SA Advertising Authority allows an advert which calls Israel apartheid

The South African Jewish Board of Deputies made a complaint against the South African Advertising Standards Authority concerning a radio commercial which was made by “Artists Against Apartheid”, calling for a boycott of Israel because it was an apartheid state.

The commercial features the voice of Dave Randall, lead singer of the group Faithless. He says,

Hi, I’m Dave Randall from Faithless. Twenty years ago I would not have played in apartheid South Africa; today I refuse to play in Israel. Be on the right side of history. Don’t entertain apartheid. Join the international boycott of Israel. I support southafricanartistsagainstapartheid.com.

The Complaint said that

the commercial is untrue, and not supported by any evidence to verify the implied claim that Israel is an apartheid state. Given that there is no finding that Israel is an apartheid state by the International Court of Criminal Justice. The commercial contains a lie which amounts to false propaganda.

The finding said:

The expression of the view that Israel is an apartheid state in contravention of international law is based on a sound factual matrix and the connection between apartheid South Africa and Israel has been made numerous times in the South African media. The claim is therefore justified and arguably capable of substantiation through this range of documentary sources.

The whole ruling is here.

Here are links to the debate from last october relating to the decision of the University of Johannesburg to cut its scientific links with Ben Gurion University in Israel.  Included here are pieces from Desmond Tutu, Robert Fine, Ran Greenstein, David Newman, Neve Gordon, David Hirsh and Farrid Essack.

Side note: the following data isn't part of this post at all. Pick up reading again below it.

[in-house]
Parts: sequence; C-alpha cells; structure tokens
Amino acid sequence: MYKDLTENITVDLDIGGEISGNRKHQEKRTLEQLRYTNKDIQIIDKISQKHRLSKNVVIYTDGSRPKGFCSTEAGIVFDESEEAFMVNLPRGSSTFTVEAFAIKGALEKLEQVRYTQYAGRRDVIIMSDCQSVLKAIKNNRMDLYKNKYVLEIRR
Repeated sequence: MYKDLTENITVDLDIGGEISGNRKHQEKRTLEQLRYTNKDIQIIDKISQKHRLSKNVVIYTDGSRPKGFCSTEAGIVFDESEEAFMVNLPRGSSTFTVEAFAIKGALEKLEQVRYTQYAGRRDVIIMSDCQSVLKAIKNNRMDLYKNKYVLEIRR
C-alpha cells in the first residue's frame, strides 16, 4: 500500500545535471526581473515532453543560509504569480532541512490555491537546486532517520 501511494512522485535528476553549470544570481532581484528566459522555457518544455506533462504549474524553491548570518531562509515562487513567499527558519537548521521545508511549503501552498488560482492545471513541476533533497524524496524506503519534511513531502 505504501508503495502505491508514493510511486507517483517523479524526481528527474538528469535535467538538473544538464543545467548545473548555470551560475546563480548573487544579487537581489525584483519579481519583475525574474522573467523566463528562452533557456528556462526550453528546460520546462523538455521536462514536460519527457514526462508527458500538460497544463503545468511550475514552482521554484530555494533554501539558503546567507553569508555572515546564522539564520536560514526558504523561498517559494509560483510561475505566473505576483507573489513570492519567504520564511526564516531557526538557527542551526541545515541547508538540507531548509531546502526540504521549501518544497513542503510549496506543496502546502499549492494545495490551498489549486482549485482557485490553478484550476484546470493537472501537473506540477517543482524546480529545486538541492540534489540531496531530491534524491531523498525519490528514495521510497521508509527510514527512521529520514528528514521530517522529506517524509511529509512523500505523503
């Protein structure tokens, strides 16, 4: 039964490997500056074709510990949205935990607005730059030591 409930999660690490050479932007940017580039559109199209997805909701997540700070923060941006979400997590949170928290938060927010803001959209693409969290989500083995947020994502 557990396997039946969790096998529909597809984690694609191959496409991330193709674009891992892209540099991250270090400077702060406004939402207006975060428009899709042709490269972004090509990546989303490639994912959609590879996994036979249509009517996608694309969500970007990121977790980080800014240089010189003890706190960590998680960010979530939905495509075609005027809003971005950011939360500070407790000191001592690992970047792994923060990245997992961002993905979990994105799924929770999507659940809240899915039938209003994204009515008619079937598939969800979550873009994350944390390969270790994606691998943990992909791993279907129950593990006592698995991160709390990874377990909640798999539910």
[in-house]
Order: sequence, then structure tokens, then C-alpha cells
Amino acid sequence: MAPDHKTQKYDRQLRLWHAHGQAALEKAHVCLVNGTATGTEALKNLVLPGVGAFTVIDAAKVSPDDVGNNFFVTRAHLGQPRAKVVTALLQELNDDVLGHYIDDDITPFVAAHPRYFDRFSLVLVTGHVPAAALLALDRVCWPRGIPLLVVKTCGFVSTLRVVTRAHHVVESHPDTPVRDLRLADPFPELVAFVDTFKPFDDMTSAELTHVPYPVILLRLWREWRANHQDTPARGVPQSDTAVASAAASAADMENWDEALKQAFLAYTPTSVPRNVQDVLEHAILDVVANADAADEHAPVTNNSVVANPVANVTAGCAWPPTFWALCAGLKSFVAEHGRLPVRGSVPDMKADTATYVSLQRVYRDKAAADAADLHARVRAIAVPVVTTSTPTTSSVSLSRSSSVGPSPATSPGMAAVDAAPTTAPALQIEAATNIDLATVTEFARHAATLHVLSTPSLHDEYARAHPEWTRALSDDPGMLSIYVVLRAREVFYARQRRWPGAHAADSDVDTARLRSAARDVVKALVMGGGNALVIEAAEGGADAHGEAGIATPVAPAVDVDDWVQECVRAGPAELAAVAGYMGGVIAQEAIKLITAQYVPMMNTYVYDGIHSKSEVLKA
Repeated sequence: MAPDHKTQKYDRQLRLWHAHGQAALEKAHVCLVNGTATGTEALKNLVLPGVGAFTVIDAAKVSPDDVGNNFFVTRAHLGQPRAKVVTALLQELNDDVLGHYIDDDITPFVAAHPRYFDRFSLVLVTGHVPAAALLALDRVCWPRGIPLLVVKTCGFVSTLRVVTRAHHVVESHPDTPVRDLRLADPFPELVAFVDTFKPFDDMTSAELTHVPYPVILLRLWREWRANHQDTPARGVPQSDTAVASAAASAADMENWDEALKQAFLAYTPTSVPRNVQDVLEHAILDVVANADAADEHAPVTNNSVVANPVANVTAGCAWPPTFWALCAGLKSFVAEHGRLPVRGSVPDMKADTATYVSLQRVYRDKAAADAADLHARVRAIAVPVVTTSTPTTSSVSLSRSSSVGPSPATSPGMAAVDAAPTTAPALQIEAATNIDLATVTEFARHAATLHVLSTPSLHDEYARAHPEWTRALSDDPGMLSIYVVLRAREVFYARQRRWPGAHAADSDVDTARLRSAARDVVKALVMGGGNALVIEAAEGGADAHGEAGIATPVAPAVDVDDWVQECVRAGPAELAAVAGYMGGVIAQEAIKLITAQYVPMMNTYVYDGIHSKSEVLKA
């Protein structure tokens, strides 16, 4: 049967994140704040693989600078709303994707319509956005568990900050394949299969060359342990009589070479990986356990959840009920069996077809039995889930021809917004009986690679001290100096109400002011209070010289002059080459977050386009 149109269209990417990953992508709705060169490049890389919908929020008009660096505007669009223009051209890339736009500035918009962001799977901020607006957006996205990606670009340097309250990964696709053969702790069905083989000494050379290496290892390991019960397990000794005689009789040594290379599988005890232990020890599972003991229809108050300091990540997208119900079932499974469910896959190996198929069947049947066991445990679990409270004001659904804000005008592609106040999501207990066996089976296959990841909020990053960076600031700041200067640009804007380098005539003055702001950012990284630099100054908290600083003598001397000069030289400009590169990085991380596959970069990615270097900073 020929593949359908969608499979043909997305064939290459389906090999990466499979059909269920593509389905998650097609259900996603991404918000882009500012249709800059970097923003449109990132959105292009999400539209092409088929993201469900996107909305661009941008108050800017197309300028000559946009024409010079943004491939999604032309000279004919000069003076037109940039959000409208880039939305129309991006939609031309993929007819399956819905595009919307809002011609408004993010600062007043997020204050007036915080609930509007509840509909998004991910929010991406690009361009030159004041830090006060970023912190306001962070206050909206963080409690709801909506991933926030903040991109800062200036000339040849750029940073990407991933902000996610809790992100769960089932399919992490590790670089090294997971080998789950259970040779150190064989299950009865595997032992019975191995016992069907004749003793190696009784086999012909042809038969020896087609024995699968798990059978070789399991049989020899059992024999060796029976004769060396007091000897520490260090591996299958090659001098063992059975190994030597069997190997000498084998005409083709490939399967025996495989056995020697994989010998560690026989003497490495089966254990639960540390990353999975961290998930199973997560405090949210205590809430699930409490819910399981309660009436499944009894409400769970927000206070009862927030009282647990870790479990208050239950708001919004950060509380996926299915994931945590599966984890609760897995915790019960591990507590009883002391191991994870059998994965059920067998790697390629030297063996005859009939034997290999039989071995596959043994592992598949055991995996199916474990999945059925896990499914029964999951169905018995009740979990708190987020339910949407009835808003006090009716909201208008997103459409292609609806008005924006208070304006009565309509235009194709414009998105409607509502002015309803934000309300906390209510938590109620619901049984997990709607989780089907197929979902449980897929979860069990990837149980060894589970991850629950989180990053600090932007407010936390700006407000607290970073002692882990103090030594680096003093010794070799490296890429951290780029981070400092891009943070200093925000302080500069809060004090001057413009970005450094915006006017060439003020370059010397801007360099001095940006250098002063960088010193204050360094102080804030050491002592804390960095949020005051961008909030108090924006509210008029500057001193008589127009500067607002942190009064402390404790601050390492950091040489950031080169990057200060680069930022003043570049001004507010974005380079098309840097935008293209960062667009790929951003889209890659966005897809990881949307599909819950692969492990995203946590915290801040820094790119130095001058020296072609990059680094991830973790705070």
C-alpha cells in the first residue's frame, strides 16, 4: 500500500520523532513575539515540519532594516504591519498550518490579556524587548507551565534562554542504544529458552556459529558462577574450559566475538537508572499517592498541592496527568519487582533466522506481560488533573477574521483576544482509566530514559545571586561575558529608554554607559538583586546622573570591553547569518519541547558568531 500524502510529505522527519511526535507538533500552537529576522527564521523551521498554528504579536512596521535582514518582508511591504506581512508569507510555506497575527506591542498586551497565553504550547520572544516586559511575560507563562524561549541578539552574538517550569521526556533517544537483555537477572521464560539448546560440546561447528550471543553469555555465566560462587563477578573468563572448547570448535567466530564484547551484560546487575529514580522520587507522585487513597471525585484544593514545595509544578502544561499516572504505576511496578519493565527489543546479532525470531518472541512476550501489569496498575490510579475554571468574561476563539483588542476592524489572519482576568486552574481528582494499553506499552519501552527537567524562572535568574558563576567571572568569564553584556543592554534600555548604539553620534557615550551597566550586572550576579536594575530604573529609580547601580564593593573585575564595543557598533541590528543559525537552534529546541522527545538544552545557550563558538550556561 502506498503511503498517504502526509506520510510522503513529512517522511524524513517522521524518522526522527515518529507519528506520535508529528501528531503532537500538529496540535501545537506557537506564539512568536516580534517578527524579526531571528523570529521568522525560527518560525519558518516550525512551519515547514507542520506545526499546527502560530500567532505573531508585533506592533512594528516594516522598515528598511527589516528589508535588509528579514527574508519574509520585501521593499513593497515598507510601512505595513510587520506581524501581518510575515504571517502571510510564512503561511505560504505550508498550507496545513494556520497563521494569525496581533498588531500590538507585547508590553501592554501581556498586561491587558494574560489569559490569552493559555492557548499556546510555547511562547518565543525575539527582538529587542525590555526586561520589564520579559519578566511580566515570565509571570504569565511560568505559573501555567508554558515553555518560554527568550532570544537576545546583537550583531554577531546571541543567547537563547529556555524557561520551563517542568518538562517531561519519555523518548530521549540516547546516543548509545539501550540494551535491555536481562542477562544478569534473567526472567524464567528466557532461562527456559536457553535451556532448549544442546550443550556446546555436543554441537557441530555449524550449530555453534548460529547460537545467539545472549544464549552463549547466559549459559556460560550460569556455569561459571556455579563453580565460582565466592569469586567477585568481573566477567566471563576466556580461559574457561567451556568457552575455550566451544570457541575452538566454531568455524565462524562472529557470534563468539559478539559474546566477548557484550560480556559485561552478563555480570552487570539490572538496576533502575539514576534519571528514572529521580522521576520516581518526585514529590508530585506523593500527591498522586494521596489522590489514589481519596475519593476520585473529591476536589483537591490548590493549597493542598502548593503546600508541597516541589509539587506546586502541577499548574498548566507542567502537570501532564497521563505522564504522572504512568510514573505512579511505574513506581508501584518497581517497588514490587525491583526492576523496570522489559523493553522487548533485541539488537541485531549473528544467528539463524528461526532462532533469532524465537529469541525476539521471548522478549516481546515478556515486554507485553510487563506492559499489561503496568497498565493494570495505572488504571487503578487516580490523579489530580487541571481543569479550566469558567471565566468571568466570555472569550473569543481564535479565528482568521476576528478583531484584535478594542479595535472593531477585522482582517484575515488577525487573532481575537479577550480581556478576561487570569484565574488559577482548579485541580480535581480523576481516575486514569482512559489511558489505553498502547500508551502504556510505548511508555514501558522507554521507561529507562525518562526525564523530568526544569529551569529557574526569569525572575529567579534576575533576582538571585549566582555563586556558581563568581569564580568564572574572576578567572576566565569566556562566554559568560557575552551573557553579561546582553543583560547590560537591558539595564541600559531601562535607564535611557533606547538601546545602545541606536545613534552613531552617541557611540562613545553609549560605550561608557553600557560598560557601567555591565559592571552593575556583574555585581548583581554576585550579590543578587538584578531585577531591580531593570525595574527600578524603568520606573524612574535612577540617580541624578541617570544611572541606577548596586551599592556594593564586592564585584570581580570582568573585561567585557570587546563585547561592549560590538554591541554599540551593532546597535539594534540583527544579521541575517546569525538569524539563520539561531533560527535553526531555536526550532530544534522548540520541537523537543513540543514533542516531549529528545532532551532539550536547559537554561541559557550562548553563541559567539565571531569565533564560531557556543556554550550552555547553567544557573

Here is David Hirsh’s short critique of the apartheid analogy.

What’s wrong with PACBI’s “call” for a boycott?  click here.

For the Engage archive on the Israel / Apartheid analogy click here.

 

 

2 Responses to “SA Advertising Authority allows an advert which calls Israel apartheid”

  1. Brian Goldfarb Says:

    Having read through the judgement, it would appear that it is legal in South Africa to run an ad that describes Israel as an apartheid state. It isn’t clear under what circumstances one couldn’t.

    So, facts have no bearing on the matter.

    This raises interesting issues as to what one could say on air, etc, about Dave Randall and/or the band Faithless.

    People never appear to realise that these matters are, or can be, a double-edged sword, and would be the first to complain (probably about The Lobby) should similar things be said about them.

  2. Bialik Says:

    What is a ‘sound factual matrix’? Is it the same as ‘facts’ and if so, why not say the claim is factually correct? Adding in support ‘the connection between apartheid South Africa and Israel which has been made numerous times in the South African media’ is also puzzling. Are they saying that if something is in the newspapers it is therefore true? And what is the subject of these connections? 1970s collaboration on nuclear weapons? A love of football? Finally, “the claim is therefore justified [on the basis that it is true or that such claims can be read in SA papers?] and arguably capable (sic) of substantiation through this range of documentary sources.” We do not say of something true that it is ‘arguably capable of substantiation’ because it weakens the claim. So it sounds like truth isn’t the justification for agreeing that Israel is an apartheid state. Adding that one particular range of documentary sources favours the claim being true suggests that another range of sources would not. This makes no sense at all!


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